February 22, 2012

On Hand and Hokas

Yesterday I wandered into the koa-uluhe forest on the island of Oahu, Hawaii, via the Willwillnue trail. I’ve been looking forward to exploring some of the densely covered trails of Oahu, home of the Hawaii H.U.R.T. 100. This day I got my wish.

I didn't know what to expect, but I should have. Like the run-in with a wild boar. Have you ever sauntered into one of these things on a training run? I did. I should have known. Because posted on the very same web-site with the directions to the trail was this: "Wild hogs can be very aggressive, so it's always important to have the appropriate protective gear on and to carry an emergency first aid kit." Protective gear? Emergency first aid kit? How about a pair of Hokas and a Camelback?

When I saw the beast it was about 100 feet from me. I instinctively looked for an escape route. It must have noticed my reaction, because the beast started towards me.  Call it instinct again, this time I stepped toward it and let loose a gutter-like growl in its direction. It turned and fled like a stray coyote. My heart rate? Elevated!

I then moved along in the dim light under the lush canopy. It was still dusk and very dark in this tropical forest. Holding a rock in each hand, I hiked up the fire road looking for a mountain top. At various points power lines drooped over my head. I passed under them and the wind began to move swiftly. So swiftly it began to create a loud, angry hum, as if I wasn't supposed to be there. I quickly marched further up the trail anxious for the sound to diminish behind me.

I emerged from under the forest canopy and onto a narrow ridge. The path was so narrow and high above that canyons below that the trail looked to be suspended in the air.  I stopped several times to look around. I peered over the edge to get a glimpse of the valleys below. As I leaned over I could feel my heart jump. Over a thousand feet was all that separated me from the lush valley floors. I continued and the higher I went the steeper the narrow path became. I grasped fixed ropes that were fastened above. At one point I was on all fours, climbing on hands and hokas, making my way up to an invisible summit.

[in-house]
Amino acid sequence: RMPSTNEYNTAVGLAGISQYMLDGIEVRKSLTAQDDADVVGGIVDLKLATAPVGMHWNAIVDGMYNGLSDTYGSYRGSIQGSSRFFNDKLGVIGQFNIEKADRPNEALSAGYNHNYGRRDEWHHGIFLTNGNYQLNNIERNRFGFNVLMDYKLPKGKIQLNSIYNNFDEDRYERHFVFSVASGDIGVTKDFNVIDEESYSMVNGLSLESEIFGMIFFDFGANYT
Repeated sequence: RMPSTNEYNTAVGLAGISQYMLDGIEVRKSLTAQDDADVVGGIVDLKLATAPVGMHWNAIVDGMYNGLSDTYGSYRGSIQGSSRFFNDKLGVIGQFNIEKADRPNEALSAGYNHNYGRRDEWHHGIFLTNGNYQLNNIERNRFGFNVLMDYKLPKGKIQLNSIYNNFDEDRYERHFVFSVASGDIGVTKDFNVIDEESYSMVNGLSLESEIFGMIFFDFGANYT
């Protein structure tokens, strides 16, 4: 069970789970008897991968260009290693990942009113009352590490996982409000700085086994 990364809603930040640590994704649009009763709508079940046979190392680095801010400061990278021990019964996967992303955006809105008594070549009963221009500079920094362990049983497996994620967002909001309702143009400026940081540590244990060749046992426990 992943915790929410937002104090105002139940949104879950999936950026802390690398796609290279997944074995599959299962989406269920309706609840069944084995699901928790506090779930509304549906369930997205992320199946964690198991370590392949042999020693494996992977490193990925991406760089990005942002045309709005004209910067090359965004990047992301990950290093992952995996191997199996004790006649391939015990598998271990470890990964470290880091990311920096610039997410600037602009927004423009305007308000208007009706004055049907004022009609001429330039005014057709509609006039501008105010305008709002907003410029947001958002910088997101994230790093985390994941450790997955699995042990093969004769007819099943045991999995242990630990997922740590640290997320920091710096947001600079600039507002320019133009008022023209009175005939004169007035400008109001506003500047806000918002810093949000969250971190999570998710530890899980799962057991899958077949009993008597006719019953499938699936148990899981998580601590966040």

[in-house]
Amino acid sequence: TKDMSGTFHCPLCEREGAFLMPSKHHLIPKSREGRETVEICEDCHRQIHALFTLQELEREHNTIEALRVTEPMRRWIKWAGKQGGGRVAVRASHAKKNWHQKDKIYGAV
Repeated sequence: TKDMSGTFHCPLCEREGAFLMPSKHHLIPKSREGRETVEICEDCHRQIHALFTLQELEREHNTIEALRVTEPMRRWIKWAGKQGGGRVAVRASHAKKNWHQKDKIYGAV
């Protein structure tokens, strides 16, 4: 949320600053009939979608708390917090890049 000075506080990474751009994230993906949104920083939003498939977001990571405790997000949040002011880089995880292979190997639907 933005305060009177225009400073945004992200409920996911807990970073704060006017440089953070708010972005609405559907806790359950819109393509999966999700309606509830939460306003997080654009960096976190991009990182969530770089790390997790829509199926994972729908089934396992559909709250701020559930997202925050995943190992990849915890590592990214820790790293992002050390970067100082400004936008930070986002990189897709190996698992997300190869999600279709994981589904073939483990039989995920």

Then, just like that, I stood in the clouds and listened to the wind blow. 

Sometimes I wonder why I run. Then, like this day, I am reminded again.  

February 15, 2012

When Things Happen for a Reason

Just the other day I was reviewing my miles and training hours over the last several weeks. Things have been going very well, so well I think was feeling my oats a little too much too early in the season. I know this because I had to wobble home Monday night after a run from a sore groin. It flared up minutes after doing 10 x 100 yard surges and a few days after doing several mile repeats at threshold pace. I felt great during these runs and simply let loose a little too much. How do I know? Not only did I strain my groin, but I woke up Tuesday morning with a head cold. In the time its taken me to write this, I’ve blown through a half dozen tissues. 

Due to my sore groin and head cold I haven’t run in the last two days. But this is a good thing, because my body needs rest too, and it talks to me when it needs to. It tells me things happen for a reason. 

What does your body tell you?

February 8, 2012

Wasatch Front 100 or UTMB in France?

Wasatch course (photo Matt Galland)
Now its decision time. Do I run UTMB August 31 in Europe, or Wasatch Front 100 miler in Utah the first weekend in September? I just got accepted to run Wasatch. So now I'm in a predicament. Run UTMB, one of the hardest races in Europe if not the world with 31,000 feet of climbing, or Wasatch with a mere 26,882 feet of climbing but a much higher elevation? Why not run both? Keep an open mind, right? I would only have to run 203 miles and climb over 57,000 feet in one week. Why not just throw in another race the week after just for grins. Yea, right!

I'm not sure what to do, but I am sure I'll have to pick one or the other. I'm leaning towards Wasatch. UTMB sounds like an amazing event, but it also brings some serious logistics with travel and family. My kids will already be in school so that might mean I have to go solo. Wasatch is an hour flight from where I live. I've wanted to do this race since I started running ultras four years ago. Decisions, decisions!

What would you do?